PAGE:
Farmers in Sichuan's Jianshe village build 'money wall'
Villagers in China have built a wall of banknotes worth 13 million yuan ($2.1m: £1.3m) after a massive payout in annual bonuses from their rural co-operative.
The money was delivered in baskets to Jianshe village in south-west Sichuan province by military officials.
The notes were stacked to form a seven-foot (2m) wall and were heavily guarded before being distributed to villagers in time for the Chinese New Year.
There was so much money it took two days to hand all of it out.
Villager Yang Huai, who received 200,000 yuan, said it had been a village custom since 2010 to distribute dividends in cash.
Jianshe runs a lucrative farming co-operative with investments in small-scale hydropower plants.
The co-operative counts 340 out of 438 households as shareholders, but villagers who are not directly involved in operations are also guaranteed a share of the profit.
While it was not immediately clear whether the dividends were unusually high, official figures show that the average net income of China's rural residents stood at 7,917 yuan in 2012, reported the AFP news agency.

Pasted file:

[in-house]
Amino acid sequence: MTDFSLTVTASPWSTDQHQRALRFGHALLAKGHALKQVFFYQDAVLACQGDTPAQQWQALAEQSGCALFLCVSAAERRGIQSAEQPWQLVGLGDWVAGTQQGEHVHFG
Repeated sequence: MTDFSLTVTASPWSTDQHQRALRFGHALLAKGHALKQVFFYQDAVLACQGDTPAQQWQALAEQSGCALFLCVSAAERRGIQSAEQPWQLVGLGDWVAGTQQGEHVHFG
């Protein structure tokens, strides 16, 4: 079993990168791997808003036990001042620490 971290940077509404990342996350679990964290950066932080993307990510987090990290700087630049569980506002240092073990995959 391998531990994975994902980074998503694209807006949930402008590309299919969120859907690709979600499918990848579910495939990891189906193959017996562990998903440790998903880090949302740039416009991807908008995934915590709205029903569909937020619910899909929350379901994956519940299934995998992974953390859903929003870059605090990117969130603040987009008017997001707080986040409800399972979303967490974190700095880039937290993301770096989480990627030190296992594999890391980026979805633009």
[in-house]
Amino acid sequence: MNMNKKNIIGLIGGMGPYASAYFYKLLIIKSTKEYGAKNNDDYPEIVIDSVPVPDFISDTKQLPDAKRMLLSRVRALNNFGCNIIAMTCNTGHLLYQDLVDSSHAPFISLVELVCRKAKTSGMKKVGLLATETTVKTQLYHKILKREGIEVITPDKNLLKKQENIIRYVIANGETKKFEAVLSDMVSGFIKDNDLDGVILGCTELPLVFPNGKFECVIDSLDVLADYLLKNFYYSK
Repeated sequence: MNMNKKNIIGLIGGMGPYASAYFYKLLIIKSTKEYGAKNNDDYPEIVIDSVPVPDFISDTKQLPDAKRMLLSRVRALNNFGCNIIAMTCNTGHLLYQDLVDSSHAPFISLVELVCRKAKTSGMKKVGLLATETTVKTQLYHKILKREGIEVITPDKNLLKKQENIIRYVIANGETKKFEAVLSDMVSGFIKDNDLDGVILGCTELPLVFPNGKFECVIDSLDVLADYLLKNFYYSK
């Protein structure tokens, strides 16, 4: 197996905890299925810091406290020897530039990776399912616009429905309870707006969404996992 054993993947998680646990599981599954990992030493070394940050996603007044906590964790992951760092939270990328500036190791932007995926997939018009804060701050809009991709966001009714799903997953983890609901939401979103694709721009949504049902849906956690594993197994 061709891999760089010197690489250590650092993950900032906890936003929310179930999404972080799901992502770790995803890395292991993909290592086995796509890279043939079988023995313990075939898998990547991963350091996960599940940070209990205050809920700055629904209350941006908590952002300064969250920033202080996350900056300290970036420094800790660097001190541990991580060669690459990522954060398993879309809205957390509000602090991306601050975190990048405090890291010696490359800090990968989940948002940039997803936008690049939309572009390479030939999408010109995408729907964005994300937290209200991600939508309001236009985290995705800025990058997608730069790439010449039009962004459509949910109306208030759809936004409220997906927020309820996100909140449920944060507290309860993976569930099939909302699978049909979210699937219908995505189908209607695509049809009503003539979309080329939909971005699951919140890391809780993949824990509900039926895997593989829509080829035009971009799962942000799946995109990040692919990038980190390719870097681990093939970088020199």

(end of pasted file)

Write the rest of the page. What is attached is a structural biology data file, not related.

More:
Jianshe's luckiest villagers were estimated to have scooped around 300,000 yuan, about 38 times as much as that. Many others received far less.
'Too hard to sleep on'
Many villagers seemed excited to see baskets of money arrive on Monday, with some stepping forward to pose next to the wall for pictures.
Several residents even took to sleeping on the notes in an attempt to guard them from thieves before they began to be distributed the next day.
One guard said he had been too worried to fall asleep.
"We used eight million yuan as a mattress and 4.2 million yuan for pillows," said Jin Hongzhong.
"It was not comfortable sleeping on top of so much money. It was too hard."
Jin Ou, another villager who received 300,000 yuan, complained: "It took me so long to count the money that I almost lost strength and feeling in my hands."
Many others would have jumped at the chance.
The news from Jianshe has drawn fury among Chinese internet users, with many calling it a "tyrant village".
Some netizens even drew comparisons with Mao Zedong's rural revolution.
"This almost seems like an incentive to encourage one to go rural, as though it is embodying one of Mao's rural economic models," said FengYiCaoMing.
"Socialism is back!" said YiMeng Wang, another microblogger.
Weibo user 2009TheGoodLife said: "It seems rural cities now have more money. It makes me want to be a farmer too."